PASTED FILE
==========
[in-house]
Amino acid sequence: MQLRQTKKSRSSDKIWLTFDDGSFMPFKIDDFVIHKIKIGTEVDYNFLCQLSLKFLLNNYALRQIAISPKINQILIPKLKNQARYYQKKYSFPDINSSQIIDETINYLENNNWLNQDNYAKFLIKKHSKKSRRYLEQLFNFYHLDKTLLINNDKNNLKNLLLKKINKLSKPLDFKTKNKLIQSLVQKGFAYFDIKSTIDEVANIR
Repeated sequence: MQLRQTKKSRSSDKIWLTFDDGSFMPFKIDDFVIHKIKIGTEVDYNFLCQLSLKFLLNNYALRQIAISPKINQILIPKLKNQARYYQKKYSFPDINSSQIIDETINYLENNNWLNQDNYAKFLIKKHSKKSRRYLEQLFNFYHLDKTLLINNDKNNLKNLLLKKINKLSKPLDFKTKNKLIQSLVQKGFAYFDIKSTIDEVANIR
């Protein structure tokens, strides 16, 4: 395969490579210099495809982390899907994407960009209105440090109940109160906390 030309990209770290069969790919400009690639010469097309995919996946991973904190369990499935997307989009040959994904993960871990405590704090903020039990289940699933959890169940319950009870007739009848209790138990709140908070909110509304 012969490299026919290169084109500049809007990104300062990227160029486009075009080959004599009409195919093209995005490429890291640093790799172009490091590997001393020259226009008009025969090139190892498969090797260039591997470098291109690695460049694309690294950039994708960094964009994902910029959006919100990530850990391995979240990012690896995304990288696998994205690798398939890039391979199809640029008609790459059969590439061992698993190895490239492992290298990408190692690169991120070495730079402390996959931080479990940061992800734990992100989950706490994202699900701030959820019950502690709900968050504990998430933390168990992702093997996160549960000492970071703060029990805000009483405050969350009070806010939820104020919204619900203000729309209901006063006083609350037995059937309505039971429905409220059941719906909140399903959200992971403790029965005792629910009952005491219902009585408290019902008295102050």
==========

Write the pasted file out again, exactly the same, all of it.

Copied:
[in-house]
Amino acid sequence: MQLRQTKKSRSSDKIWLTFDDGSFMPFKIDDFVIHKIKIGTEVDYNFLCQLSLKFLLNNYALRQIAISPKINQILIPKLKNQARYYQKKYSFPDINSSQIIDETINYLENNNWLNQDNYAKFLIKKHSKKSRRYLEQLFNFYHLDKTLLINNDKNNLKNLLLKKINKLSKPLDFKTKNKLIQSLVQKGFAYFDIKSTIDEVANIR
Repeated sequence: MQLRQTKKSRSSDKIWLTFDDGSFMPFKIDDFVIHKIKIGTEVDYNFLCQLSLKFLLNNYALRQIAISPKINQILIPKLKNQARYYQKKYSFPDINSSQIIDETINYLENNNWLNQDNYAKFLIKKHSKKSRRYLEQLFNFYHLDKTLLINNDKNNLKNLLLKKINKLSKPLDFKTKNKLIQSLVQKGFAYFDIKSTIDEVANIR
């Protein structure tokens, strides 16, 4: 395969490579210099495809982390899907994407960009209105440090109940109160906390 030309990209770290069969790919400009690639010469097309995919996946991973904190369990499935997307989009040959994904993960871990405590704090903020039990289940699933959890169940319950009870007739009848209790138990709140908070909110509304 012969490299026919290169084109500049809007990104300062990227160029486009075009080959004599009409195919093209995005490429890291640093790799172009490091590997001393020259226009008009025969090139190892498969090797260039591997470098291109690695460049694309690294950039994708960094964009994902910029959006919100990530850990391995979240990012690896995304990288696998994205690798398939890039391979199809640029008609790459059969590439061992698993190895490239492992290298990408190692690169991120070495730079402390996959931080479990940061992800734990992100989950706490994202699900701030959820019950502690709900968050504990998430933390168990992702093997996160549960000492970071703060029990805000009483405050969350009070806010939820104020919204619900203000729309209901006063006083609350037995059937309505039971429905409220059941719906909140399903959200992971403790029965005792629910009952005491219902009585408290019902008295102050």